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Companion cards will function in commander, and rather unusually at that. Their behaviour in Commander is described by two key sources quoted below. To summarise: Your Commander is counted as part of your starting deck. (Even if you might remove your commanders from your deck before your game begins.) A companion card is not one of your 100 cards. If you ...


7

Yes, the Mutate cost is an alternative cost. No, you can't pay WUBRG for Mutate through Jodah, and that is because both are alternative costs. A spell's mana cost is only what's printed in the upper right corner of the card, nothing else. In particular, an alternative cost is not a mana cost. 202.1. A card’s mana cost is indicated by mana symbols near ...


6

From the article Some creatures, like Bristling Boar above, have abilities that refer to themselves by name. Remember that from a rules perspective, a card using its own name in an ability really just means "me." For example, if Cloudpiercer ends up on top of Bristling Boar, that ability will work on the resulting creature. As per Rule 201.4: Text ...


5

The commander tax never resets, but it also doesn't count times when it isn't cast from the command zone; so you must pay an additional {4} in your case. 903.8. A player may cast a commander they own from the command zone. A commander cast from the command zone costs an additional {2} for each previous time the player casting it has cast it from the ...


2

"Medomai the Ageless can’t attack during extra turns." All that Medomai cares about is "Is this an extra turn" it doesn't care what created that extra turn, so it can't attack on an extra turn it created, a different Medomai created, or one that was created by say Nexus of Fate. If it had been written "Medomai the Ageless can’t attack during extra turns ...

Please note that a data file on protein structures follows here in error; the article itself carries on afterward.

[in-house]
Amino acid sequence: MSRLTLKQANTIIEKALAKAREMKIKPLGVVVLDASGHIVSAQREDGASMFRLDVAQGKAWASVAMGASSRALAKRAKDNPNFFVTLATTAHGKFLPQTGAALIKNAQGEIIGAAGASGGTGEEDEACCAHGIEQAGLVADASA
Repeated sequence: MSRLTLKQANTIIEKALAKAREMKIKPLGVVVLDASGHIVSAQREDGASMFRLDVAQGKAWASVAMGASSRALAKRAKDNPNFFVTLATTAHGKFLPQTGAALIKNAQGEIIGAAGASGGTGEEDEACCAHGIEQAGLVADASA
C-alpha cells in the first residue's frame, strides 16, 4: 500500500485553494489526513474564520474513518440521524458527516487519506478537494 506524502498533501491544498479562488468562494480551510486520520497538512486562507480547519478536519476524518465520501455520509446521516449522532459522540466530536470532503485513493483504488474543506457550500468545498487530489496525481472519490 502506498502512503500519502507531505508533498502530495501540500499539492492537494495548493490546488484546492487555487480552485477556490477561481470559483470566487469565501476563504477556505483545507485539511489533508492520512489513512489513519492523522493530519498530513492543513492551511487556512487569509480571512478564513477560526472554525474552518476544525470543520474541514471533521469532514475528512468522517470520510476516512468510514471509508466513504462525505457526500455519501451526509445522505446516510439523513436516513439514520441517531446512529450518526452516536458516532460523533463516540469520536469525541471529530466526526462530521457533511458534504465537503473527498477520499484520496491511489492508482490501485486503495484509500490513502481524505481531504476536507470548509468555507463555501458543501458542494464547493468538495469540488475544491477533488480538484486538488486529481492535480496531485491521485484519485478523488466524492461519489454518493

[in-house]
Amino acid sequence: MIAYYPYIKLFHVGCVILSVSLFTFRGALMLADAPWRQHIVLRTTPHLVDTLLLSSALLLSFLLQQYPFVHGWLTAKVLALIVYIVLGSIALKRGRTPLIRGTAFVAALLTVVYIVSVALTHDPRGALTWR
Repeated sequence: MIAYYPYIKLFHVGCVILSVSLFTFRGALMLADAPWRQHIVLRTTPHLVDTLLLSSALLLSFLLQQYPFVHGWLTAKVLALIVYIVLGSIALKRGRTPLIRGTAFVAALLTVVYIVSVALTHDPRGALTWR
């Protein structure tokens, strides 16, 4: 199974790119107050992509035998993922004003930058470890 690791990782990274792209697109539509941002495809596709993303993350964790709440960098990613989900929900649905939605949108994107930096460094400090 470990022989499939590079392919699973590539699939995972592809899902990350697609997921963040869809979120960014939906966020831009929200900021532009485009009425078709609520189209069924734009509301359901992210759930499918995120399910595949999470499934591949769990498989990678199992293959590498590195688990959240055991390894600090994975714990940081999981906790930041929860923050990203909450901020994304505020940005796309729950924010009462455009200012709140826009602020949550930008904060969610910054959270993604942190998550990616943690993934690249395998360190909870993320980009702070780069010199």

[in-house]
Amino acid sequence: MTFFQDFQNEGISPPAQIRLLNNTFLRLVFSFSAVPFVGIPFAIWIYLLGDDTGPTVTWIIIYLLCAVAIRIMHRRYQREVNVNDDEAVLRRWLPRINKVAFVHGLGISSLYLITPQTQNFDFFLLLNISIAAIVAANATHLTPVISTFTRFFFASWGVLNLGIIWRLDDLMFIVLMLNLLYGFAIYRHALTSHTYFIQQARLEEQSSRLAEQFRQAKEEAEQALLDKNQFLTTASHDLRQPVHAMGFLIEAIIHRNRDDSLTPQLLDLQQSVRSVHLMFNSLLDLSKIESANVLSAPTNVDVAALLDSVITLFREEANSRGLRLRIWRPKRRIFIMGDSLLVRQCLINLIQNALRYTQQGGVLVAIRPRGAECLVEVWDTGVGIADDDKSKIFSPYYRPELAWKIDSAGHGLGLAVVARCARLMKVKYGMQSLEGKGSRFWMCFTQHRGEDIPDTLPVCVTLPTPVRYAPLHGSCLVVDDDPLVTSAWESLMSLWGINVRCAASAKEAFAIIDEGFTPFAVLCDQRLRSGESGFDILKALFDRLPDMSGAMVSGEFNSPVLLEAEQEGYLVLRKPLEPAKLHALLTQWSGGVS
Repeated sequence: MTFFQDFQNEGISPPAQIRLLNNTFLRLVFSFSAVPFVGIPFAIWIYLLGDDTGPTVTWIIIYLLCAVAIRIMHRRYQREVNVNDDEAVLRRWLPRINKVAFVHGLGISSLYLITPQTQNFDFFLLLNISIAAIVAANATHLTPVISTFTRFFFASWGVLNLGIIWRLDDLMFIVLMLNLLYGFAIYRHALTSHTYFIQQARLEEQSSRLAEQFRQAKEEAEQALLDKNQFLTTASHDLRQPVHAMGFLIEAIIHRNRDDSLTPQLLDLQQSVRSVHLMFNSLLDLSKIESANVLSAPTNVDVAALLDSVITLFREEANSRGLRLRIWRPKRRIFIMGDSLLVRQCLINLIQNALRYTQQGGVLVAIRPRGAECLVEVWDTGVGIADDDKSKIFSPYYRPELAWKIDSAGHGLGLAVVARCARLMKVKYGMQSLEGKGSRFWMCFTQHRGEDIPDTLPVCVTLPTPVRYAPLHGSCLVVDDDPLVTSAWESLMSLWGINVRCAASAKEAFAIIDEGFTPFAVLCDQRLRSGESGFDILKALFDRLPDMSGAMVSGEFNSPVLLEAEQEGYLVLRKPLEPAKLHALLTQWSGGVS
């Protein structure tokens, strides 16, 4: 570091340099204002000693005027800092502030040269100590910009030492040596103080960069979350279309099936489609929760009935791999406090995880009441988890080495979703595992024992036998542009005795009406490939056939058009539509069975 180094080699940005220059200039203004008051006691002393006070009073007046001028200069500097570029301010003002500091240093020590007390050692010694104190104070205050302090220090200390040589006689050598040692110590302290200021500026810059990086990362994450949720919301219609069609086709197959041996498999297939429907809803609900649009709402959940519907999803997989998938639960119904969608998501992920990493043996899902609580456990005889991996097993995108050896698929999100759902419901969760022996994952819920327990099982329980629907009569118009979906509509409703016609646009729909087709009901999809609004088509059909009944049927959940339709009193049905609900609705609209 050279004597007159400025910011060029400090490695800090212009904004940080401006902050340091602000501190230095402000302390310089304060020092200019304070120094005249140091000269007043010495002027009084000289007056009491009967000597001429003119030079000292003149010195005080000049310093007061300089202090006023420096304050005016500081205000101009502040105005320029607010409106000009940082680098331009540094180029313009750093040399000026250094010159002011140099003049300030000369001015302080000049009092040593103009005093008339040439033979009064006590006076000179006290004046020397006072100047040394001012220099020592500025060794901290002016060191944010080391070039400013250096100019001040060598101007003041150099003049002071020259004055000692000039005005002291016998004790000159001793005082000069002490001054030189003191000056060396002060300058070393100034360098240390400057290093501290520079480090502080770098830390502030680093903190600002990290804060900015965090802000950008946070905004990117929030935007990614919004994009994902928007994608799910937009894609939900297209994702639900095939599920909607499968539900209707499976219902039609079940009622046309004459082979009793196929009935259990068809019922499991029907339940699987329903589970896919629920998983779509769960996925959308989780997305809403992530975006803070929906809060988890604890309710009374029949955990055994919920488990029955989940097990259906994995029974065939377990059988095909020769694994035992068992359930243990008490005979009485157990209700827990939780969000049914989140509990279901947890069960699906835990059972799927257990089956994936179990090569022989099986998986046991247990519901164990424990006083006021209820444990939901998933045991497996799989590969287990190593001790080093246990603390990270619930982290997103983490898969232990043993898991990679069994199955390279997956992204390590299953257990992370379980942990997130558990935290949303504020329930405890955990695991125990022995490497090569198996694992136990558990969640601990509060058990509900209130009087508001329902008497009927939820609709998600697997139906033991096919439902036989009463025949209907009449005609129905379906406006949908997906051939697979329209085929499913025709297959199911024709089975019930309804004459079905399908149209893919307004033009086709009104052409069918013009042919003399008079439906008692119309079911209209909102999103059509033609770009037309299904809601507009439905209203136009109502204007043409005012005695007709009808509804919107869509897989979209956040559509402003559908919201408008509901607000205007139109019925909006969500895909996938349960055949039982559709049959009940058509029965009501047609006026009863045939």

2

There are now different kinds of cards split similar to these, and some of the rules have changed since the original question was asked. Basic Split Cards For example: Fire // Ice. These cards are read with an “and” joining the two names, thus “Turn and Burn”. These cards work exactly the way you asked, you cast one half of the card for the casting cost, ...


2

Eli Shiffrin's response to this question in a Reddit AMA: If any card in the merged permanent is your commander, the whole thing is your commander. (Eli Shiffrin is the MTG Rules Manager) Link to the answer


2

The cards are considered only 1 creature; 1 permanent. The cards on the bottom do not exist in any meaningful sense as their own thing. They are not objects in the game; so nothing could target them. A bottom card has no types, no name, no mana cost, nothing; so it would not interact in any way with the legend rule. From the Ikoria mechanics article: As ...


1

The resulting creature is the same game object that you already had on the battlefield before; all it does is change characteristics. Similar to if someone cast a Turn to Frog on it. This is the case whether you put the original creature card on top or on bottom of the new mutate card. From the Ikoria mechanics article: It simply makes the creature ...


1

Winrate when going first and second: this is clearly going to depend on the format, and since all the commonly-played formats are changing over time, this data will never remain up-to-date. Wizards does not publish the data, so it's up to players to find as much information as they can. There is nonetheless some data available: Play or draw? The Trouble ...


1

The Ikoria Mechanics Article has the following paragraph about using the Mutate ability: As a mutating creature spell resolves, instead of entering the battlefield, it merges with its target into one creature. Its controller chooses to put the resolving mutating creature spell on top of its target or underneath it. You'll end up with a pile of cards (or ...


1

Most of these pillow fort effects have similar wording, which includes the phrase "can't attack you". Here's a Scryfall search for cards printed in a core/expansion set (no Commander or promo sets) which returns 19 results as of this answer's posting. Results seem to be divides into a few categories: Permanents that tax or otherwise prevent opponents from ...


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